If you are planting earlier, you can use a trowel, but when it comes to planting main crops, you should use drills.

Pruning mature Potatoes 

Pruning mature plants before they have flowered is an effective way to control the growth of potatoes. This method helps the plants to mature earlier and develop thick protective skin, which is vital for storage.

This allows you to keep your potatoes fresh for up to six months after harvest. When digging potatoes before they have flowered, make sure to remove the flowering branches. This will reduce competition and promote larger and healthier potatoes.

If you must prune a mature plant, make sure to disinfect the pruning blades thoroughly. Applying eucalyptus oil or tea-tree oil to them will kill fungi and bacterial diseases. You can also use hospital-grade disinfectants on pruning equipment.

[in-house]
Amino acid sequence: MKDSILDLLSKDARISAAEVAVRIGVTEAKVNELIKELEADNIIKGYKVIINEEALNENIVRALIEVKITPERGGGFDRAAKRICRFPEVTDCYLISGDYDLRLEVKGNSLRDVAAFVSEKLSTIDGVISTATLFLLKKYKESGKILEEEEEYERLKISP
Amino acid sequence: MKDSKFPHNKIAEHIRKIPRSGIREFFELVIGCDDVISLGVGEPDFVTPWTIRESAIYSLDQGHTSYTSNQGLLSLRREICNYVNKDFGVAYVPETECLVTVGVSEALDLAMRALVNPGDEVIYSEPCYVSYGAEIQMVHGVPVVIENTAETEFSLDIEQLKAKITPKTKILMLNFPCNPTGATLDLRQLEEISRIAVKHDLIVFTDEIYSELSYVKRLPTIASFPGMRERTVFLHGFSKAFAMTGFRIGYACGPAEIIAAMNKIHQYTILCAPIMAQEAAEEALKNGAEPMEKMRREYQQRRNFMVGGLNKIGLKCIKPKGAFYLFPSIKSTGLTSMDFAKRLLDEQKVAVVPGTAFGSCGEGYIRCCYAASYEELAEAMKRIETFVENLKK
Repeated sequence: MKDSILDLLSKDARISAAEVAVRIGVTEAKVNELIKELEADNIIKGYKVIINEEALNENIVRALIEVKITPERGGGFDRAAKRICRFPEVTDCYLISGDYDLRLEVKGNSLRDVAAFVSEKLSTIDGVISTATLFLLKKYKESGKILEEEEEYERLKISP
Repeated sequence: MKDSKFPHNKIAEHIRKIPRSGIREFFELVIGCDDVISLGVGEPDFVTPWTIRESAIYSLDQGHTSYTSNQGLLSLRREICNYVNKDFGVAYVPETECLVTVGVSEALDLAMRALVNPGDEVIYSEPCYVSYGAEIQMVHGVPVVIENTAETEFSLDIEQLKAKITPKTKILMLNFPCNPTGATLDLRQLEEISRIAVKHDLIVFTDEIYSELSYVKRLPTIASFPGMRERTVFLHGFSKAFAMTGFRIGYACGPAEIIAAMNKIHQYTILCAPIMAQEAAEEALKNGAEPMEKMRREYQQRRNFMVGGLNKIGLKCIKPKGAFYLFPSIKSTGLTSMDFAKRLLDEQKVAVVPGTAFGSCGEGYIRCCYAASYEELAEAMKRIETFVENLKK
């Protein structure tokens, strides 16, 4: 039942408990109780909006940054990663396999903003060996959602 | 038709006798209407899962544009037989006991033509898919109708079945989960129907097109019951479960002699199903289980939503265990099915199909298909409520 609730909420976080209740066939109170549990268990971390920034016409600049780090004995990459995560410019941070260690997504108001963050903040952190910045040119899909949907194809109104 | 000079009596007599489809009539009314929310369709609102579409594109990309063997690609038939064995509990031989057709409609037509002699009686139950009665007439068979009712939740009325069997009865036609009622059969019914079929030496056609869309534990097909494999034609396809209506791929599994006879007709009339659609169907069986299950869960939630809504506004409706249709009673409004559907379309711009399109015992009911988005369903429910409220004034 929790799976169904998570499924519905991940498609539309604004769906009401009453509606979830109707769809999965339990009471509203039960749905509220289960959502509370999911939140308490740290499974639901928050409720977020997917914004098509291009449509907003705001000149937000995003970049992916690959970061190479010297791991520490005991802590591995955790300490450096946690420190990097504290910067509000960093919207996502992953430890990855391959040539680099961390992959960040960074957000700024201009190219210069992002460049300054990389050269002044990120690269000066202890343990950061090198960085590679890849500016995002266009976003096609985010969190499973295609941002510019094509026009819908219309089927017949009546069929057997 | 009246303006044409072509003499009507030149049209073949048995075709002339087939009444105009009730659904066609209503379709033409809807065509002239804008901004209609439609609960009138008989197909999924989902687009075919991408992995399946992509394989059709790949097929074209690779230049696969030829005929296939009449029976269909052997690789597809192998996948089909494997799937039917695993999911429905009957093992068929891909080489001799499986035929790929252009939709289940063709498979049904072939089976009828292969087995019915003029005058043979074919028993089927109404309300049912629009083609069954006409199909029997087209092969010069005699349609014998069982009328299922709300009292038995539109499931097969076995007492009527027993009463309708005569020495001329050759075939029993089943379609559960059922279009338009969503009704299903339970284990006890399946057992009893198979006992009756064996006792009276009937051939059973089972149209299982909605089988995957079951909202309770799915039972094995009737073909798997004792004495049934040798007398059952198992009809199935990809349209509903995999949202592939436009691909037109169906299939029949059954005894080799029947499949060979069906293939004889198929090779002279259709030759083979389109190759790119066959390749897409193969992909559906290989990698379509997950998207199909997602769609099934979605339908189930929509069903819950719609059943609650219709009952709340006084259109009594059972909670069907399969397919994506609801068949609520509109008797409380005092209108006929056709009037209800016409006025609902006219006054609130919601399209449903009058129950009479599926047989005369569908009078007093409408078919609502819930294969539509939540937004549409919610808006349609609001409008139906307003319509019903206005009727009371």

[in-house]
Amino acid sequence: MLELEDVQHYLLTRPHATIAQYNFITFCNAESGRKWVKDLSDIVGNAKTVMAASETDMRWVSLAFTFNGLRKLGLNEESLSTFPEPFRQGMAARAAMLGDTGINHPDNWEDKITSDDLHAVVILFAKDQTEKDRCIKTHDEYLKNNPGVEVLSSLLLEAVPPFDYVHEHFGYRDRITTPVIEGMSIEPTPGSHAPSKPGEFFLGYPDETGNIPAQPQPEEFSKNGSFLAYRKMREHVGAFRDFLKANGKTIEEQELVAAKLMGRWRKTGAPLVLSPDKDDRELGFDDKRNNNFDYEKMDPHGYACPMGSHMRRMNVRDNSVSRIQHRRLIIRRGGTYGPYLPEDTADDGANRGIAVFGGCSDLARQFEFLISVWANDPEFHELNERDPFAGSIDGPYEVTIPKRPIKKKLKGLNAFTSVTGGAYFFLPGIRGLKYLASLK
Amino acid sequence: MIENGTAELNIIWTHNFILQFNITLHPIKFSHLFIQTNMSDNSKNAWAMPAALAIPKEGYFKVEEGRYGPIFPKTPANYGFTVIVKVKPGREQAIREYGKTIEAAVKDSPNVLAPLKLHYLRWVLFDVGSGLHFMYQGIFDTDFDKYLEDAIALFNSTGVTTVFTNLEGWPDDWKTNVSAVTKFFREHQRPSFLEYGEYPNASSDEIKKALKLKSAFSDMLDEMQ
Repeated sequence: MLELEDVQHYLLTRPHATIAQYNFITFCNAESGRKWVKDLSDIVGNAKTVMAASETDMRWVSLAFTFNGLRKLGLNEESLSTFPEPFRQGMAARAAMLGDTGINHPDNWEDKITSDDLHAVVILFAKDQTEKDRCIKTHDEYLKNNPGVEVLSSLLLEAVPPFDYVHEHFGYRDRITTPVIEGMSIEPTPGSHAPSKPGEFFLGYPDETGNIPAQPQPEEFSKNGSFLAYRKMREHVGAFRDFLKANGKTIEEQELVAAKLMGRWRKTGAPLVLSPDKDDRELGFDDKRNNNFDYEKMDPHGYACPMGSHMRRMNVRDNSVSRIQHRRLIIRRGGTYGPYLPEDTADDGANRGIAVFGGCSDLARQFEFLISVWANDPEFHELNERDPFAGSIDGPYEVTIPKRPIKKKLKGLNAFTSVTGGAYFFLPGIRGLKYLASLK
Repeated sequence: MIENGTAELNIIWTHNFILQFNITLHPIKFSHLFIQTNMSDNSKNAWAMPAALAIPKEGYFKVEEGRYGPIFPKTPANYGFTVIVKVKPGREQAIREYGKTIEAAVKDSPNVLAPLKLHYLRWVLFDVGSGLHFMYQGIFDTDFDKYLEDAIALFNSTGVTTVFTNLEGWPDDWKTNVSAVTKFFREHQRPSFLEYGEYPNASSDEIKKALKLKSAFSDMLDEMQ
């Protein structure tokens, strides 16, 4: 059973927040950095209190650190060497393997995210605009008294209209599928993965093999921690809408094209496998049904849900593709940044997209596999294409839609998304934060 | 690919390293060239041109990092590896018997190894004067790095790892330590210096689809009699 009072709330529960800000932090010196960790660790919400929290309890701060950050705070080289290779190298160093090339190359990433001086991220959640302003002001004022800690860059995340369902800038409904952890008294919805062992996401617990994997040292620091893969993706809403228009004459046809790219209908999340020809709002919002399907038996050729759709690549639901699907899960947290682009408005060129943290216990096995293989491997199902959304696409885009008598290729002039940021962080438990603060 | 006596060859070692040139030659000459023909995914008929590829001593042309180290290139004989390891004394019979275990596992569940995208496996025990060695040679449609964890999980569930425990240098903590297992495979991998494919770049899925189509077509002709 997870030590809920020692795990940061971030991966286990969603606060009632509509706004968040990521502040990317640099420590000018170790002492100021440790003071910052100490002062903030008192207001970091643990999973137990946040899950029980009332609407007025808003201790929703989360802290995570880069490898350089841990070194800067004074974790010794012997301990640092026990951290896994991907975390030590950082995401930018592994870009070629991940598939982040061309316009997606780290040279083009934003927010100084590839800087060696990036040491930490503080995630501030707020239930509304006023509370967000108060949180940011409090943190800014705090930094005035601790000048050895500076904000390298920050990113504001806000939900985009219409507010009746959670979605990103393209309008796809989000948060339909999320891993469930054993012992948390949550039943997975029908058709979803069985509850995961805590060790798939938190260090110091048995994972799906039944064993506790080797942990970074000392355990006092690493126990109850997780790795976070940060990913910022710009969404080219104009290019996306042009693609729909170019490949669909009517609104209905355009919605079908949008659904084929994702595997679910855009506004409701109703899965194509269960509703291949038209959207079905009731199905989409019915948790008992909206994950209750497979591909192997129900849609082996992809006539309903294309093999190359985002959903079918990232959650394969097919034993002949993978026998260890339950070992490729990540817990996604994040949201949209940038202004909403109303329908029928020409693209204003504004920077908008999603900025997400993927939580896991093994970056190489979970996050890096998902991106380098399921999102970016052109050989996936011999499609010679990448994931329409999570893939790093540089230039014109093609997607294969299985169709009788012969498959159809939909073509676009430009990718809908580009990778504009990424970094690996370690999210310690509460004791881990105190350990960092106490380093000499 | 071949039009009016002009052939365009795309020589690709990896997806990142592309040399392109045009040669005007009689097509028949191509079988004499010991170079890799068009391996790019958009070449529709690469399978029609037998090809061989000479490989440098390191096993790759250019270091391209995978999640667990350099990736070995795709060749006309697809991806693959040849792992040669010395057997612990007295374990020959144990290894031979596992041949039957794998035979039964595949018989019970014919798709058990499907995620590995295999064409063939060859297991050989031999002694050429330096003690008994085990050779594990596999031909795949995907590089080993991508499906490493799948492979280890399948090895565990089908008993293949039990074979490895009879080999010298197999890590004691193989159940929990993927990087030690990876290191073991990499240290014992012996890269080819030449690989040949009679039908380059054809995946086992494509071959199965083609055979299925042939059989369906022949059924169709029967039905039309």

Potatoes are ready to harvest approximately 80 to 115 days after planting. It is important to allow your plant to reach maturity before harvesting. For this reason, wait until the plant has flowered a couple of weeks after you have dug the potatoes. If you don’t wait until the flowers have faded, you might damage the tubers, reducing the storage life.

Before harvesting your first harvest of potatoes, it is important to avoid blight conditions. Late blight prefers cool, humid conditions. It is a serious problem in western Oregon and in the Willamette Valley. It can be controlled by weekly spraying and dusting. Fungicides should be applied at least 14 days before harvest. Your county Extension office can provide you with more details on the right time to apply fungicides.

Watering potatoes before they have flowered

The best time to water plants is before they have flowered. However, the exact timing varies. Morning is the ideal time for premium watering.

In the afternoon and evening, the plants need less water, but they still need to be watered. Watering in the early morning will help prevent the leaves from curling and wilting, which can encourage fungal diseases.